I'm asking about Sirrus and XM satellite radio vs. DirecTV and DishNet. I want to know why TV needs a parabolic dish whereas radio just needs to point in the general south direction. When I drive around in the car, the car can be in any direction and still get a signal even in the country where there probably aren't any repeaters. If I took the LNB off my TV dish and just pointed it in the general south direction, it wouldn't work. On wikipedia where it talks about the radio it says "It is a type of direct broadcast satellite, and is strong enough that it requires no satellite dish to receive." Why would satellite radio be stronger than tv?

5. Jul 5, 2006

### Staff: Mentor

That's a very good question. The satellite radio systems have to make up for the gain difference somehow, but I don't know which method they chose. I spent some time just now reading at howstuffworks.com about satellite TV and radio, and a bit of time googling. I'll research more when I have some time, but the two obvious ways to make up the gain difference (and hence get an acceptable SNR) would be higher broadcast power and narrower channel bandwidth. The bandwidth difference would appear to be a couple orders of magnitude, but I'm not sure about that. The number of channels broadcast appears to be about the same for sat TV and radio (couple hundred each), so the difference in total channel BW may be the couple orders of magnitude difference in datarate for TV and audio.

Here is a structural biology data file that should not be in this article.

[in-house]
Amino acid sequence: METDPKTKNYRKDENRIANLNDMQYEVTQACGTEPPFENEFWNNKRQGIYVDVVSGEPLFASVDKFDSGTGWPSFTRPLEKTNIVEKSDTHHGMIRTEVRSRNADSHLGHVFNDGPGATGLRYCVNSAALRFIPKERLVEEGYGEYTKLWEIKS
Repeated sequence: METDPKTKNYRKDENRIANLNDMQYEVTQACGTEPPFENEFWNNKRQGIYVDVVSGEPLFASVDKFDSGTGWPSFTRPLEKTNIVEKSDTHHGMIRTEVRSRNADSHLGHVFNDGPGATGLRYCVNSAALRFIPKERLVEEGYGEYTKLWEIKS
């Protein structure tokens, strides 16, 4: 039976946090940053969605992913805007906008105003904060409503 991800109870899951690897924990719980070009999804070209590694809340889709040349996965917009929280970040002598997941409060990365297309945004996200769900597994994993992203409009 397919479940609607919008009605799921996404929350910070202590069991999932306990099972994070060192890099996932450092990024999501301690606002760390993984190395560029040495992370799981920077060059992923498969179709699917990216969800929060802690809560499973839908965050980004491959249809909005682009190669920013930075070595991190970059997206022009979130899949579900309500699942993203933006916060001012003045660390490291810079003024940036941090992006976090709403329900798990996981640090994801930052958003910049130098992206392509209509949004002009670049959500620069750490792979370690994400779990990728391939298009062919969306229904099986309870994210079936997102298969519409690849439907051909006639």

For sure one of the design goals for sat radio would have been for non-dish antennas that could move around in orientation and still receive okay. So the system designers would have had to figure out how to make up for the dBi they were losing without the dish. GPS had a similar design constraint, but the dog-slow datarate of GPS info helped them a lot.

I'll ask around my RF contacts to see if anybody knows the answer. Welcome to PF, BTW.

6. Jul 5, 2006